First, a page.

3 website problems that turn off new veterinary clients ... and how to fix them


Dave Nicol sheds some light on what veterinary clients don't want to see on your hospital's website.

Most clinics have websites and a Facebook page, but few of them are likely to convert curious pet owners into new clients. Does your website exhibit the following three problems of an unsuccessful website?

Problem 1: Readerless content

Content is anything you put on your website that others read, use, or otherwise interact with. Unfortunately, most content on veterinary hospital websites is either boring, written for the wrong audience or worse: both.

Before you write that article on the flea lifecycle, please think about the reader. Does the world really need another dull article? The answer to that question is in your analytics. There you will find the truth—no one is reading it. The other clue is that your phone isn't ringing with clients startled into action by your awesome knowledge of big words and gross parasite images.

It's a far better idea to think and write about the things that keep pet owners awake at night or excite them—where they can take their pet on holiday locally, or a blog about dog-friendly walks in your area. Many of your new clients are likely to be expectant or new parents, so why not publish some tips for new parents with cats?

Problem 2: Purposeless content

Before you start to create content, think about your objective first. For example, if I want to top the Google search rankings for new puppies, then I think about what content is going to achieve this fastest. New puppies give their owners lots of cute moments but plenty of problems too, so any content you create that helps with things like toilet training is going to score highly with your audience. By focusing on purpose first, you'll see positive results faster. Please remember though that your purpose must match up with what matters to your target audience. If your content doesn't solve their problems or help them achieve their goals, it's likely to be ignored.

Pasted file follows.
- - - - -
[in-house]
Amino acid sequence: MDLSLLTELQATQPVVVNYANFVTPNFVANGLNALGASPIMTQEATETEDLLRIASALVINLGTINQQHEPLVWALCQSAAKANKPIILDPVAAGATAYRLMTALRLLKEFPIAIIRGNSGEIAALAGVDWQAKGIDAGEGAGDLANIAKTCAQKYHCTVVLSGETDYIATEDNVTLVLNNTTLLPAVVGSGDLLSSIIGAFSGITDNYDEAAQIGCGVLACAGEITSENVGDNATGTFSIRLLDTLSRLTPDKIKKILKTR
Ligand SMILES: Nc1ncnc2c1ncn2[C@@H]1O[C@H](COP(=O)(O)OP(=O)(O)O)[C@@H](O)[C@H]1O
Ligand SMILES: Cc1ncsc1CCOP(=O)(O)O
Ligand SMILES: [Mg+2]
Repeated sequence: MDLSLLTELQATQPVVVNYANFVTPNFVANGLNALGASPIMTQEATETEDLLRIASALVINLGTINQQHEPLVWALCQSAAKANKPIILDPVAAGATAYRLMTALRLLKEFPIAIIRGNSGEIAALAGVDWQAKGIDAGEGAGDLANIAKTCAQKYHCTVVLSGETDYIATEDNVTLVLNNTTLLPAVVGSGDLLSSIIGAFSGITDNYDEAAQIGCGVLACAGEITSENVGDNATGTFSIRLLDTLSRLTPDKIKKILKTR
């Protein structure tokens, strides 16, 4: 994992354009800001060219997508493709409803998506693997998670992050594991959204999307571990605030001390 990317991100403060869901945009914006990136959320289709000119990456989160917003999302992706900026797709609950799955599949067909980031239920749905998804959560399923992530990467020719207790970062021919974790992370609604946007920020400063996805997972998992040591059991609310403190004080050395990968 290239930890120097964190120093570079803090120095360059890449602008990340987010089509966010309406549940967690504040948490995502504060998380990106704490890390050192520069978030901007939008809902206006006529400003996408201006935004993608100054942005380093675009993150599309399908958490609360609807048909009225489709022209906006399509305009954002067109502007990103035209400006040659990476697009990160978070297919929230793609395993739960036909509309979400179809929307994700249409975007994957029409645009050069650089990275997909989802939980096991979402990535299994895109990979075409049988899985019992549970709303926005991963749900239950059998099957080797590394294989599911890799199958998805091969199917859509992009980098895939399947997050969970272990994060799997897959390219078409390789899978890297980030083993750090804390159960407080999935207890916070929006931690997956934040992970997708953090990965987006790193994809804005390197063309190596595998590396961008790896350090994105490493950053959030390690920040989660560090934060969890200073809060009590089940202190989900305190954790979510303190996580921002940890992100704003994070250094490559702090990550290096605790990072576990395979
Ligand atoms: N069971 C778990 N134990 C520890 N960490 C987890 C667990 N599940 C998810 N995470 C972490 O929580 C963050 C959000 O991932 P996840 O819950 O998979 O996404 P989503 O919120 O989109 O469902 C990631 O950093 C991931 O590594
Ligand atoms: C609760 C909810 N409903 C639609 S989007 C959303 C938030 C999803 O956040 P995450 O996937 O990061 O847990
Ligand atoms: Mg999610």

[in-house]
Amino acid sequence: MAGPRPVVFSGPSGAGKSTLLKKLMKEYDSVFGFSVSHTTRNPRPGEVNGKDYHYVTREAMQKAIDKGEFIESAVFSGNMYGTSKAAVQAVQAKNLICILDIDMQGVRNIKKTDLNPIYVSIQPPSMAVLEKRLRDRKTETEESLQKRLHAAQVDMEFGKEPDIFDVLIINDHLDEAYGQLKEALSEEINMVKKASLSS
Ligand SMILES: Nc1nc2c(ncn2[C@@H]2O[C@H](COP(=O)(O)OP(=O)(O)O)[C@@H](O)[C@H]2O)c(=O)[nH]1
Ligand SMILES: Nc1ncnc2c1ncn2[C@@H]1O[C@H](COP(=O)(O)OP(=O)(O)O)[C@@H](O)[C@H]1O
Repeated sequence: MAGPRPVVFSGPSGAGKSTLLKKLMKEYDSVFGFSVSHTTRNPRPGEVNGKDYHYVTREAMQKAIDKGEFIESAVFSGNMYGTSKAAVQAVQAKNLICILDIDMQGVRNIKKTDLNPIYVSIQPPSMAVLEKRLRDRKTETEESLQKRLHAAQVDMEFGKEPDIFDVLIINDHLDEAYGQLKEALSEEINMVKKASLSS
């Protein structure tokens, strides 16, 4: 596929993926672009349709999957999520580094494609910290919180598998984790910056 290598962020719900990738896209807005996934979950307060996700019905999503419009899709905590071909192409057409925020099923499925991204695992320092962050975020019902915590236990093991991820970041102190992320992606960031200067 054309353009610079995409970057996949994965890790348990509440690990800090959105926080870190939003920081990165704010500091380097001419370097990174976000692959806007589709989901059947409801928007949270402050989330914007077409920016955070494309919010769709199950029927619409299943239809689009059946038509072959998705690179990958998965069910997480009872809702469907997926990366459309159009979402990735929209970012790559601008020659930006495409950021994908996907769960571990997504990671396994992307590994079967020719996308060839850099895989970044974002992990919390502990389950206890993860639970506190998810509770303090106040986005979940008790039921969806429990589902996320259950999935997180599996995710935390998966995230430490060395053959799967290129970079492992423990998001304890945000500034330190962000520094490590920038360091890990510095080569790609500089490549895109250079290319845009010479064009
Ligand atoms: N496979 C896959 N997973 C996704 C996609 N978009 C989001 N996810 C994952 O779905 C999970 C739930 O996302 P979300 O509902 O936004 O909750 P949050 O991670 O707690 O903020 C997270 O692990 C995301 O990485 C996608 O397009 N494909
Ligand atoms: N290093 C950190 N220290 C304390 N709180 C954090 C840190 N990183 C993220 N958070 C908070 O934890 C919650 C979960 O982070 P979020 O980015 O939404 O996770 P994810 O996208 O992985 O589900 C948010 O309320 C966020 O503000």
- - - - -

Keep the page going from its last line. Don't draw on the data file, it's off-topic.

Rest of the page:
Problem 3: Hook-free content

I've read a lot of articles on veterinary hospital websites that just stop—and leave the reader with no idea what to do next. The end result is, they leave your website and you lose a potential client.

One way to use your website is as a data-capture tool on potential new clients. You can use that data to develop a relationship that turns a complete stranger into a paying consumer of your products and services. You can do this by including calls to action like, "Call us to book an appointment now."

You can also collect data by using online data capture forms. This is a more technical skill, but some content management systems will let you do it easily.

Dr. Dave Nicol is a veterinary surgeon, hospital owner, and veterinary business consultant in Sydney, Australia.

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